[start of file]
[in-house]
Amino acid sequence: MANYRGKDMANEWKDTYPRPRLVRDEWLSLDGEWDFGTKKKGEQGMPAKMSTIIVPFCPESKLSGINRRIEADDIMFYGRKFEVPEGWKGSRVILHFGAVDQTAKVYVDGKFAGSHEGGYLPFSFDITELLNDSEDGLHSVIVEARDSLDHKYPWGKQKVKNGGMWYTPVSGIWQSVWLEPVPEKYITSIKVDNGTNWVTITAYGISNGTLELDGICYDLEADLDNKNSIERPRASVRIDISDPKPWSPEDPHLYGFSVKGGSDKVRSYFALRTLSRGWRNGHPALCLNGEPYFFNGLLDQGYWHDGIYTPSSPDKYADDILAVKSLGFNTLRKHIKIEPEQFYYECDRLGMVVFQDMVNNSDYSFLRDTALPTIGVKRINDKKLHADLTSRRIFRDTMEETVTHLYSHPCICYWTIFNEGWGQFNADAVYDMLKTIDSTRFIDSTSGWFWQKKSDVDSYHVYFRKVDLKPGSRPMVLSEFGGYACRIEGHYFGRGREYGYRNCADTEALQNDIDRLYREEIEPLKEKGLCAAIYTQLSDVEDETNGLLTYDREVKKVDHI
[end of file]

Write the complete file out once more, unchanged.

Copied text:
[in-house]
Amino acid sequence: MANYRGKDMANEWKDTYPRPRLVRDEWLSLDGEWDFGTKKKGEQGMPAKMSTIIVPFCPESKLSGINRRIEADDIMFYGRKFEVPEGWKGSRVILHFGAVDQTAKVYVDGKFAGSHEGGYLPFSFDITELLNDSEDGLHSVIVEARDSLDHKYPWGKQKVKNGGMWYTPVSGIWQSVWLEPVPEKYITSIKVDNGTNWVTITAYGISNGTLELDGICYDLEADLDNKNSIERPRASVRIDISDPKPWSPEDPHLYGFSVKGGSDKVRSYFALRTLSRGWRNGHPALCLNGEPYFFNGLLDQGYWHDGIYTPSSPDKYADDILAVKSLGFNTLRKHIKIEPEQFYYECDRLGMVVFQDMVNNSDYSFLRDTALPTIGVKRINDKKLHADLTSRRIFRDTMEETVTHLYSHPCICYWTIFNEGWGQFNADAVYDMLKTIDSTRFIDSTSGWFWQKKSDVDSYHVYFRKVDLKPGSRPMVLSEFGGYACRIEGHYFGRGREYGYRNCADTEALQNDIDRLYREEIEPLKEKGLCAAIYTQLSDVEDETNGLLTYDREVKKVDHI